Women have a higher risk for severe chronic obstructive pulmonary disease (COPD) exacerbations than men among newly diagnosed patients, according to a study published in CHEST.

Researchers used electronic medical records data from the UK Clinical Practice Research Datalink and linked Hospital Episode Statistics data of adults diagnosed with COPD between January 1, 2010, and February 28, 2015, to assess differences in COPD expression between women and men in primary care clinics.

Adults with COPD were identified according to this algorithm: the presence of ≥1 specific diagnosis code for COPD, ≥2 prescriptions for a medication indicated for COPD, and ≥1 spirometry exam within 18 months from the first COPD diagnosis. They were then followed from the date of COPD diagnosis until the earliest occurrence of the following: first COPD exacerbation, death, patient transfer out, Clinical Practice Research Datalink practice last collection, latest available date from Hospital Episode Statistics, or February 28, 2016.

A severe exacerbation was defined as COPD-related hospital admission, emergency department attendance, or an episode of emergency admission to the hospital due to COPD recorded by a general practitioner. A moderate exacerbation was defined as a prescription for an oral corticosteroid and oral antibiotic for 5 to 14 days on the same day, a recorded exacerbation symptom and a prescription for an oral corticosteroid on the same day, an exacerbation symptom and a prescription for an oral antibiotic on the same day, or a lower respiratory tract infection code, excluding pneumonia. Asthma was defined using read codes.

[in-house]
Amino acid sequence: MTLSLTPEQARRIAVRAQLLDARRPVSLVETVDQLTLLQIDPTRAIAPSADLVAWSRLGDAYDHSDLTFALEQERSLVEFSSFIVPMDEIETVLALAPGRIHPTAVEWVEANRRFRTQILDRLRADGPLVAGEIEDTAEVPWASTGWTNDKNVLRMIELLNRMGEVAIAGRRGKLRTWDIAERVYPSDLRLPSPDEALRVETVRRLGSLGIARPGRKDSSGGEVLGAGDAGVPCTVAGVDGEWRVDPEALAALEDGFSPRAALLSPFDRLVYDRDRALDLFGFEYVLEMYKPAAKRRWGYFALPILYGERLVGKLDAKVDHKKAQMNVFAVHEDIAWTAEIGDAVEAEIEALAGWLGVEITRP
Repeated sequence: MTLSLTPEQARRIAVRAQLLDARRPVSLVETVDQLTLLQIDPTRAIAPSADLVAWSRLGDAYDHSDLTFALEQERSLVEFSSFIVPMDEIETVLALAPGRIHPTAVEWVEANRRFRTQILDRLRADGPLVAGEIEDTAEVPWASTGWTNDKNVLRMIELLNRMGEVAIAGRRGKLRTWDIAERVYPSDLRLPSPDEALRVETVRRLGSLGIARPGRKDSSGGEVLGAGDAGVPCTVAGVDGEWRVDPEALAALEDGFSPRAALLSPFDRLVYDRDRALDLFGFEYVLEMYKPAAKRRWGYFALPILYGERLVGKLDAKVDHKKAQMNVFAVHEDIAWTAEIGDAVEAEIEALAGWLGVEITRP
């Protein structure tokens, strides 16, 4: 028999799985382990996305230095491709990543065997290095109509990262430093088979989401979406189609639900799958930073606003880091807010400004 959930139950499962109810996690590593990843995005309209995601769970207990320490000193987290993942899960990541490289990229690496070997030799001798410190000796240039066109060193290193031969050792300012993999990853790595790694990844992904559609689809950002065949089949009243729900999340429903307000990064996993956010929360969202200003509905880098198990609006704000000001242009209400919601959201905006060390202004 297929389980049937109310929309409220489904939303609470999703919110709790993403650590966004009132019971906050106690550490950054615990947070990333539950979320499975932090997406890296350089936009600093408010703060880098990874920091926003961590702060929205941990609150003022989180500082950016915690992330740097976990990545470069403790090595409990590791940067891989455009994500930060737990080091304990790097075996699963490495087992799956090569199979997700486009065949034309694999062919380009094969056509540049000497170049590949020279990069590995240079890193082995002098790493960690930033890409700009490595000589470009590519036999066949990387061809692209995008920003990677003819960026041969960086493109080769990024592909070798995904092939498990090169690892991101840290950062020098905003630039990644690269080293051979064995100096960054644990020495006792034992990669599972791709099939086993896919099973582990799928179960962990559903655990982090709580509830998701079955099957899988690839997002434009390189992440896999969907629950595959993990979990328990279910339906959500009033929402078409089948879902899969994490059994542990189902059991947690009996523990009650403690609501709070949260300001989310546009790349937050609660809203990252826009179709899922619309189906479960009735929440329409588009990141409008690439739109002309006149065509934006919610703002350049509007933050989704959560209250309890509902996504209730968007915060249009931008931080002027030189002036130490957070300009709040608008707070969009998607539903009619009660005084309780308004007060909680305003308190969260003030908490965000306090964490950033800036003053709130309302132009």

The researchers analyzed 4 subgroups. The first subgroup included adults aged <65 years and patients aged ≥65 years. The second included those in the Global Initiative for Chronic Obstructive Lung Disease (GOLD) A/B/C/D groups (according to GOLD 2016) which were defined using a combination of airflow limitation (measured by forced expiratory volume in the first second percent predicted), dyspnea (measured using Modified Medical Research Council scale), and exacerbation history (measured by previous exacerbations episodes. The remaining 2 subgroups included those with GOLD severity of airflow limitation I-IV and those with and without coexisting asthma, respectively.

A cohort of 22,429 adults was included in the study; 48% of whom were women. The risk for first moderate or severe exacerbation was 17% greater in women than in men (hazard ratio 1.17; 95% CI, 1.12-1.23) with a median time-to-first exacerbation of 504 days for women and 637 days for men. These differences were more prominent in the younger age group (≥40 to <65 years), GOLD 2016 groups B, C, and D, and in individuals with moderate-to-severe airflow obstruction. The annual rate of moderate or severe exacerbations was higher in women compared with men in the first, second, and third year of follow-up.

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Limitations of this study included the data source being from primary care, which prevented the researchers from collecting information on medication prescribed by specialists.

The researchers concluded that the study highlights the unmet need for identification and management of women in clinical practice.

Disclosures: The study was funded by Novartis Pharma AG, Basel, Switzerland. Several authors are employees of Novartis. Please see the reference for a complete list of disclosures.

Reference

Stolz D, Kostikas K, Loefroth E, et al. Differences in COPD exacerbation risk between women and men: analysis from the UK Clinical Practice Research Datalink data [published online May 16, 2019]. CHEST. doi:10.1016/j.chest.2019.04.107